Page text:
• Interpreting a creative brief
  • Exploring the documentary postproduction process
  • Organizing footage and using searching techniques
  • Setting up and using digital transcripts
  • Building sequences and scenes to form the rough cut
  • Adding effects to repair and enhance footage
  • Fine-tuning the sequence to reach picture lock
  • Receiving feedback
  • Finishing the film with titles, color correction, and professional audio
Subjects:
Video Video Editing Projects
Software:
Media Composer
Author:
Ashley Kennedy

An overview of the rough cut process

So we have gone through all the steps of evaluating the approach that we want to take in creating this documentary. We have done all the legwork in setting up our entire project in an organized way so that we can easily and effectively find our raw material. We are finally ready to start editing. But how should we begin? While there isn't any one right way to start out an edit, there are several approaches that many editors take. Let's lay out the basic process that we'll take in editing this documentary. Believe it or not, you may not want to dive immediately into the edit in Media Composer.

Many editors prefer to attack the general structure and flow of the edit first on paper, which is why this stage is called the paper edit. Once you've worked out on paper how your scenes will be arranged, it's not a bad idea to pre-create your sequences. It can become overwhelming to start editing an entire documentary in one sequence. So tackling one scene at a time is often a great way to limit your construction of ideas to a manageable chunk. Then you can combine the sequences later once each is fleshed out to your liking.

As you can see, here, I have six sequences, which represent my six scenes, and then a master sequence where I will later combine them all together. Then it's time to tackle a sequence. I'd recommend that you focus on settling your audio track first. This pass therefore is called the radio edit. When you create your radio edit, you are not worrying about how the video works. That can always be changed later on. But by focusing on audio, which is made up mostly of interview footage, but can also be narration or verite footage, you can begin building a solid backbone for the documentary.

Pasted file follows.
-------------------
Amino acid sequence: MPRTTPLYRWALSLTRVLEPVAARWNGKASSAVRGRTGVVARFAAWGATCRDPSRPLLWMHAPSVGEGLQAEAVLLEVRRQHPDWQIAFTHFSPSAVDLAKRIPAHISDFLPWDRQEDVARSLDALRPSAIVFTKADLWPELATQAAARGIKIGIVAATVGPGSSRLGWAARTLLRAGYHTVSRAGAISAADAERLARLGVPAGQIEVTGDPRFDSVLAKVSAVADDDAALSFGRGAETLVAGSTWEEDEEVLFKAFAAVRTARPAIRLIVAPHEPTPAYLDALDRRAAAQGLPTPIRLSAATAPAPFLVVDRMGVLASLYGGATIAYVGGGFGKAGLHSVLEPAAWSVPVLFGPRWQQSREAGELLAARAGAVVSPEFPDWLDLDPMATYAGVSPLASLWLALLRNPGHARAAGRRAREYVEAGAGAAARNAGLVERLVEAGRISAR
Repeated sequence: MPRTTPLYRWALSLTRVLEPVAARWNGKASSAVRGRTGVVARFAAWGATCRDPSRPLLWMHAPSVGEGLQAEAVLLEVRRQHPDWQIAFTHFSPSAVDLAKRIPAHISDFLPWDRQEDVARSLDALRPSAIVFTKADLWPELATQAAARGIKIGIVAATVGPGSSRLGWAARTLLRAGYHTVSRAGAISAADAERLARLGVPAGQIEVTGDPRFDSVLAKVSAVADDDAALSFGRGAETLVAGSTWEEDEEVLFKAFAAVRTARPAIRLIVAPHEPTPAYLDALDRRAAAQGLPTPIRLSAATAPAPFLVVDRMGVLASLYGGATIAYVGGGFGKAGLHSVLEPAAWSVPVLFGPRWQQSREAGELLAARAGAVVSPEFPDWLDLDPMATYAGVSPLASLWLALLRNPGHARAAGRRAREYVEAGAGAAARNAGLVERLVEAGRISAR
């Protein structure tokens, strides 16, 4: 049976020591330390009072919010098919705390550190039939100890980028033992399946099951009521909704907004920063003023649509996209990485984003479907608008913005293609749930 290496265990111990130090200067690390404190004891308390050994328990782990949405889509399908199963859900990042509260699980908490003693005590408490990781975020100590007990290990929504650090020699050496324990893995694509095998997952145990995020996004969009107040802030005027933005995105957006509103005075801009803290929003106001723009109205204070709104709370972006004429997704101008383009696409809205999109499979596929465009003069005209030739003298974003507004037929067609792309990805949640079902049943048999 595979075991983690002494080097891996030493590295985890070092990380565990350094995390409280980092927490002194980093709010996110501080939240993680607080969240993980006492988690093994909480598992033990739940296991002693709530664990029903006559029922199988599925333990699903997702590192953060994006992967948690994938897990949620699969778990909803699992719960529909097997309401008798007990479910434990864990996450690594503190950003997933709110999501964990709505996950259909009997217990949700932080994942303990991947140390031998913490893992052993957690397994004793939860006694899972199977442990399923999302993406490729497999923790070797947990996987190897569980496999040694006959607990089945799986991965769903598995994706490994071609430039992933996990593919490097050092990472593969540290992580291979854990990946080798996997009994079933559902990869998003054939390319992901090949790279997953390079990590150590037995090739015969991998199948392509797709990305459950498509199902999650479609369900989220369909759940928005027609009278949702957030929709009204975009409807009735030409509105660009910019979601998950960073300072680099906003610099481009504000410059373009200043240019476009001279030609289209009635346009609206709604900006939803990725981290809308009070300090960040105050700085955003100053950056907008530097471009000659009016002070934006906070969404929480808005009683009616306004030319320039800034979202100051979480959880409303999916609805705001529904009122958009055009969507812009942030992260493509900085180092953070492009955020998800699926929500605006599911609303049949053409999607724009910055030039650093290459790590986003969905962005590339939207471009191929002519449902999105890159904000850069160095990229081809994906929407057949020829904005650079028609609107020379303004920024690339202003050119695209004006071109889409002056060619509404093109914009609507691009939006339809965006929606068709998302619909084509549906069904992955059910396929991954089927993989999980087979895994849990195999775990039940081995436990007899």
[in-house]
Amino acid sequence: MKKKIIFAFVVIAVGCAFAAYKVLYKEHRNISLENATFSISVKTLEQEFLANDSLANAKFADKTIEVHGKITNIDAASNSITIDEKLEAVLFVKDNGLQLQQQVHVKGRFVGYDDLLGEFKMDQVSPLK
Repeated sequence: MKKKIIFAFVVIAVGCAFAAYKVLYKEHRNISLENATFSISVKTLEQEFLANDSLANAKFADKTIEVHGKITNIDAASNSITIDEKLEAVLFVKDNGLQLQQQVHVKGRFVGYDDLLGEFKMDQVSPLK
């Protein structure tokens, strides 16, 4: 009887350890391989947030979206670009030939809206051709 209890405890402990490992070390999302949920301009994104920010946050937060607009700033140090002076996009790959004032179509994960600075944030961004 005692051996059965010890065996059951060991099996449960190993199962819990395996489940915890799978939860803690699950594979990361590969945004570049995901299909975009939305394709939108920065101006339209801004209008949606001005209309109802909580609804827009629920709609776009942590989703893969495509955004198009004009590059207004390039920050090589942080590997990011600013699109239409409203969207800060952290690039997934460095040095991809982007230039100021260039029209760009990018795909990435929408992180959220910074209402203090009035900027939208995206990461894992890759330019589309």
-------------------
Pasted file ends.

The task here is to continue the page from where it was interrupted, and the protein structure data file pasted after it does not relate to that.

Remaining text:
We'll take a look at exactly how to go about this in the next movie. If you take a look right here, I have a radio edit where I have just my Interview footage. I've really concentrated on what I want him to say, but there is no video B-roll yet. That will come later. Once you get your radio edit worked out, you can begin adding supplementary video or B-roll to accompany the main audio. This part is fun because once you have worked out what you want your documentary to say, you now have the opportunity to guide your viewers in exactly what you want your documentary to show.

It's this play between audio and video that truly makes the art of documentary design so dynamic. You can get creative, artistic, and really dive into the viewer's subconscious in ways that only documentarians can do. If you take a look at the Radio Edit, I have just the Interview footage, but if I take a look at the Radio Edit plus the supplementary B-roll, I now have all of this gorgeous video footage to help tell my story. We'll definitely take a look at that later as well.

Once your main audio and video elements are laid down, you can really begin playing around in adding similar creative elements. This is where you can add montages and parallel editing and process footage editing. We'll take a look at each of these design techniques a little later. Finally, once you have laid down everything, and you're sure of your cut, you're ready to show your rough cut to a captive audience. It's important to show your rough cut to as many people as you can, both to people invested in the film as well as to those who have no stake in your film's success whatsoever.

In this sense you want to make sure that you deliver a product that is true to the vision of the director and other stakeholders, but also deliver a product that makes sense to the new viewer. So that's just a high-level overview of how you can go about putting together your rough cut. Let's take it one step at a time and begin editing our documentary.

There are currently no FAQs about Documentary Editing with Avid Media Composer.